The Ganges lay beyond in a great fertile plain, inhabited by an advanced civilization full of culture, life, and potential subjects for Alexander the Emperor. That mighty river could have taken Alexander all the way to the sea, as he had always dreamed. (Okay, maybe not to the end of the world, but at least it could have taken him to the Indian Ocean.) But Alexander’s loyal army grew homesick and weary (as well as daunted by the prospect of fighting the mighty Magadhans.) In order to avert a mutiny, and perhaps to exit without recovering conquered land, as if he were in retreat, Alexander headed south along the Indus River. 1 Part of the army boarded a fleet in the Arabian Sea, and the rest trekked back along the north of the sea, in the desert located in southern Iran today. As far as his stamp in India, Keay says,
Alexander the Great’s Indian Adventure, though a subject of abiding interest to classically educated European historians, is not generally an episode on which historians of Indian nationality bother to dwell. They rightly note that it ‘made no impression historically or politically on India,’ and that ‘not even a mention of Alexander is to be found in any [of the] older Indian sources. ‘there was nothing to distinguish his raid in Indian history [except “perfidious massacres” and “wonton cruelty”]…and it can hardly be called a great military success as the only military achievements to his credit were the conquest of some petty tribes and states by installment.’ Alexander’s great achievement was not invading India but getting there.1
What had happened in India? Where was the courage? Where was the temerity of the young conqueror who dreamed of personally upstaging the Greek mythological heroes, Hercules and Achilles? Where was Alexander’s renowned leadership? How could Alexander’s army, who can conquered the entire known world and beyond, be on the verge of mutiny? How could they be driven to fear battle with the Magadhans?
The answers are difficult for historians, but not for Bible-believing Christians. It was God who sent the leopard across the Medo-Persian Empire and beyond in the twinkling of an eye, just as he had prophesied through Daniel in 7:6, and now Alexander’s time was done. Through Alexander’s conquest, the groundwork of history had been laid for the Lord’s mighty work of redemption. God is the One, of whom “all the inhabitants of the earth are reputed as nothing: and he doeth according to his will in the army of heaven, and among the inhabitants of the earth: and none can stay his hand, or say unto him, What doest thou?” Daniel 4:35, who “worketh all things according to the counsel of His will.” Ephesians 1:11 God is sovereign; and He had raised up Alexander to swiftly conquer large swaths of the globe, not for any worthiness or righteousness of Alexander, but for His own purpose. Through this evil megalomaniac and pagan conqueror, God set the stage for the birth of Christ in the Greco-Roman world and the spread of the gospel throughout the Mediterranean through preaching and writing in the Greek language by apostles of Jewish background. By the infusion of Greek language and literature that Alexander left in his wake, the Old Testament was translated into Greek for Hellenized (Greek-speaking) Jews and read in Greek in synagogues all over the Mediterranean. (This would be the first Bible of all the New Testament churches outside of Judea.) The territory of the Roman Empire was carved out for them, awaiting their dominance. The beast with iron teeth would follow the leopard. It would be the rule of Roman law, the Pax Romana, which, with its safe roads and shipping schedules, would become a means for the apostles to travel to preach the gospel in Greece and Italy in the Greek tongue, and to allow for the copying, distribution, and reading in the churches of the Greek New Testament. The Apostle Paul’s training in classical Greek philosophy enabled him to preach meaningfully to Greeks at Athens (Acts 17:28) and is referenced in his writing to the Corinthians, (1 Cor 15:33.) It is hard to imagine how the New Testament missionary endeavor could have borne fruit without the safe and convenient roads and shipping routes of the Romans, a Bible (the Old Testament translated into Greek,) and a common Greek language for preaching and the writing of the New Testament.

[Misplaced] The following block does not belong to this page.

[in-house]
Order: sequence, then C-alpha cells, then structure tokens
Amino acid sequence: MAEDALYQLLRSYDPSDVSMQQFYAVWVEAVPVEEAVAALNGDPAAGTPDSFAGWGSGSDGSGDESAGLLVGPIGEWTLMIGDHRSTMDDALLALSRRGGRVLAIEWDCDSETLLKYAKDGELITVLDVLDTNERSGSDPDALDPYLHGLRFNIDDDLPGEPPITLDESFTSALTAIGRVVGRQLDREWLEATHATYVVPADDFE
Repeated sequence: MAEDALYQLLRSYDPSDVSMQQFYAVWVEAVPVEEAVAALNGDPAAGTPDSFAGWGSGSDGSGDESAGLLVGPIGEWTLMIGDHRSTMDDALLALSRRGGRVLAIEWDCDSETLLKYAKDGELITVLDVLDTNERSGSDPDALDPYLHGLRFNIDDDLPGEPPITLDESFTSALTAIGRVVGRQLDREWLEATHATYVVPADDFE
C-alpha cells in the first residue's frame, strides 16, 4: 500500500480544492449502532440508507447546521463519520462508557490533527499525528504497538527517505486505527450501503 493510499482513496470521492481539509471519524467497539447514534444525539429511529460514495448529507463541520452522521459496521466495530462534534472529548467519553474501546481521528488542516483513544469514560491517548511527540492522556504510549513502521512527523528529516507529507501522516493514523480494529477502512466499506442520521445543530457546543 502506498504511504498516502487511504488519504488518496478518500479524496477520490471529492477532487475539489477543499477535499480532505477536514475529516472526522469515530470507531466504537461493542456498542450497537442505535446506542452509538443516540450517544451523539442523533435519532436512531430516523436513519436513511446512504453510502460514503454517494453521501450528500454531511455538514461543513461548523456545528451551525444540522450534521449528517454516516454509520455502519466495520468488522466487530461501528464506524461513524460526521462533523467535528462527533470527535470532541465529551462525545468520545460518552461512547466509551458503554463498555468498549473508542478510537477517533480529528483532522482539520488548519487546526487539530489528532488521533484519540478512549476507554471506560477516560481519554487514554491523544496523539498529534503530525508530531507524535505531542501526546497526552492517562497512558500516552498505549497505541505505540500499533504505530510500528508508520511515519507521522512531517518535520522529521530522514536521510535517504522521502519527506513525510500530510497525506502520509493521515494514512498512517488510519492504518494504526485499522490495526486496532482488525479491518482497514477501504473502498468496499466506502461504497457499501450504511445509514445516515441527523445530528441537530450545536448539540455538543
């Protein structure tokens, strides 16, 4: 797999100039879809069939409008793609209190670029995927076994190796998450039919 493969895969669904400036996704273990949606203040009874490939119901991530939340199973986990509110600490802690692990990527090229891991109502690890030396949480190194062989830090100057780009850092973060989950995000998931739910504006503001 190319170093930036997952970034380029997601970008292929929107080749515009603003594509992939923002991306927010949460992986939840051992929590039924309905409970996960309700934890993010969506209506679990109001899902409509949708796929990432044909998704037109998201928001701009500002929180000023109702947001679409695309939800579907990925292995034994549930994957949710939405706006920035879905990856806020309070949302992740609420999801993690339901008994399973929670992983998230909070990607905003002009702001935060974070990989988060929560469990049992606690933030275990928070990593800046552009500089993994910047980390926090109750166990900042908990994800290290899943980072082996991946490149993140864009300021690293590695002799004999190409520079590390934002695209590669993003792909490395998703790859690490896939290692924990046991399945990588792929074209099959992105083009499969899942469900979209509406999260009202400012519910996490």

Alexander’s pride and personal ambition had nothing to do with his success, and as soon as he had outrun the bounds that God had set for him, his conquest ceased. We saw what Alexander could do without the power of God carrying him on the Beas river in India. Shortly after returning to Babylon, he died. And his empire was no more. For no sooner did the Great Alexander return from India to Babylon, then his eastern capital, but he died of hepatoma, a liver cancer resulting from the Hepatitis B virus, probably a result of his wonton debauchery. He left his vast empire to be divided into four parts by his squabbling would-be successors, who immediately took up arms against one another to fight for supremacy. The empire of great Alexander fractured even more quickly than it was conquered. God had used an ungodly king of a small, backwater country as an unlikely conqueror, to do His own will. And then He was done with him.
The moral of the story: There is one Ruler of all the earth, and no one may thwart His will. For those of us saved by His grace, this is a supreme comfort. For others like Alexander the Great, it leads to a fearful end. God first raised and then brought down a king of nations to make way for the King of Kings. Blessed be the Lord forevermore, the Supreme Emperor of all the earth, the Great One, who works all things for His own glory.
1 John Keay, India: A History, London: The Folio Society, 2003, vol I, pp. 79-85.